Issue: March 21
Be careful when using fertilizer combined with post-emergent herbicide.
Q. I live in El Paso near the Franklin Mountains. I have two globe willow trees in my yard; they are located inside an area with lawn. They were already here when I bought the house 5 years ago.
To fertilize the lawn, I have used a well-known brand-name fertilizer with added ingredients for weed control. But last year, after the leaves of the globe willows turned green they started to fall; this happened in late spring and during summer, most of the inner leaves fell and some branches dried out. I tried to correct his situation first by watering the trees a lot, it did not work and then I tried watering the trees very little. This year I have not used any fertilizer so far.
My concern is how I can grow a healthy lawn and healthy globe willows at the same time and in the same place. This house was built 15 years ago and the trees have a circumference of about 50 inches, measured at about 3ft from the ground. Some roots are now apparent at the lawn level.
Please give me some guidance on how I can take care of both the lawn and the trees.
A. The product you mentioned above is a product that combines fertilizer and post-emergent weed control. This seems convenient, but it can cause problems. The globe willow tree is a broad-leafed plant. The herbicide contained in the fertilizer kills (or injures) broad-leafed plants (dandelions and trees). You may have witnessed damage from the application of the herbicide. However, it is possible that the late freeze last spring also caused some damage. The symptoms you described can be caused by a late freeze, and in much of New Mexico, and perhaps, El Paso, just such a freeze occurred.
However, it is important to consider the possibility of herbicide injury. The labels on most products containing fertilizer and herbicide warn homeowners not to use it in the root zone of desirable trees and shrubs. The roots of trees and shrubs extend well beyond the canopy of the tree or shrub (up to 4 or more times the height of the tree). So, in most urban and suburban lawns, there is no place to use this kind of product.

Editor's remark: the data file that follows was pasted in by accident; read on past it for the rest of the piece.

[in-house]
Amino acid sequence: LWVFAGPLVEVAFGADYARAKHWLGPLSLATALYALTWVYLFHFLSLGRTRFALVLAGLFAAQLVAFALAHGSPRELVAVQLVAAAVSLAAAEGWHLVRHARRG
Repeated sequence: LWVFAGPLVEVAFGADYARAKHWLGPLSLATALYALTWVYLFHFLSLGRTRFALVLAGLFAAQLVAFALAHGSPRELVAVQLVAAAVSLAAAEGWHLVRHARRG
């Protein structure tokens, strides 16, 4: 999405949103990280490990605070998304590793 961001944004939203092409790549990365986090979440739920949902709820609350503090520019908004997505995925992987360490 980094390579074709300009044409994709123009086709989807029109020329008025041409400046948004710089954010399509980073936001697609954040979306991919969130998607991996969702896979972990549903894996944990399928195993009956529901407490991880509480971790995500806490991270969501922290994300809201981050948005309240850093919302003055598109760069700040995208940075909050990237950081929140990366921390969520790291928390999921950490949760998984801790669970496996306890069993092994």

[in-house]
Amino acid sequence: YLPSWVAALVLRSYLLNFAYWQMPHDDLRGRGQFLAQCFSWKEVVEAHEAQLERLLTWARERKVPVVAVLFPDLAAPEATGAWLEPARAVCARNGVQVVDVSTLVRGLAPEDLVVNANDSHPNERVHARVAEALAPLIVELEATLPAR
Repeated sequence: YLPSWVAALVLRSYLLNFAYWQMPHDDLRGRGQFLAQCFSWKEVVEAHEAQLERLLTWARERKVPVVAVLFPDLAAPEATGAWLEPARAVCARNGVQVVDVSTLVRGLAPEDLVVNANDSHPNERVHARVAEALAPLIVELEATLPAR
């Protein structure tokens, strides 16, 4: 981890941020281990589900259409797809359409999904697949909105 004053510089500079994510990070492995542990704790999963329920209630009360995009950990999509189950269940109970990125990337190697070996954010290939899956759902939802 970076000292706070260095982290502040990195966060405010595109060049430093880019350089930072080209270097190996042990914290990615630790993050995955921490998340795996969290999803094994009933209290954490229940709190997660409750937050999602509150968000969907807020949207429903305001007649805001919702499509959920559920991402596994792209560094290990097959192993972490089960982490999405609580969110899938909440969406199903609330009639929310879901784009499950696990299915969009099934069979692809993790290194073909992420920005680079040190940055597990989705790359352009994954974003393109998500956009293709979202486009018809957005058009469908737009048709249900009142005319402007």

The alternative is to apply fertilizer separately from the herbicide. Water after fertilizing and water well to wash the fertilizer into the soil so the roots can absorb it. However, water before applying weed control and then delay watering for several days before watering again to avoid washing the herbicide into the soil where the tree roots can absorb it (the herbicide will be absorbed by the leaves of the weeds).
A non-herbicide method of managing weeds is to maintain a healthy, dense lawn that inhibits weed growth. Proper fertilization, irrigation, and mowing heights help discourage weeds and foster a healthy lawn (mowing height depends on the type of turfgrass). More information on turf management is available on the NMSU College of Agriculture and Environmental Sciences web site listed below.
For more gardening information, visit the NMSU Extension publications World Wide Web site at http://aces.nmsu.edu/pubs/_h.
Send your gardening questions to:
Yard and Garden, Attn: Dr. Curtis Smith
NMSU Agricultural Science Center
1036 Miller Rd. SW
Los Lunas, NM 87031
Curtis W. Smith, Ph.D., is an Extension Horticulture Specialist with New Mexico State University's Cooperative Extension Service. NMSU and the U.S. Department of Agriculture cooperating.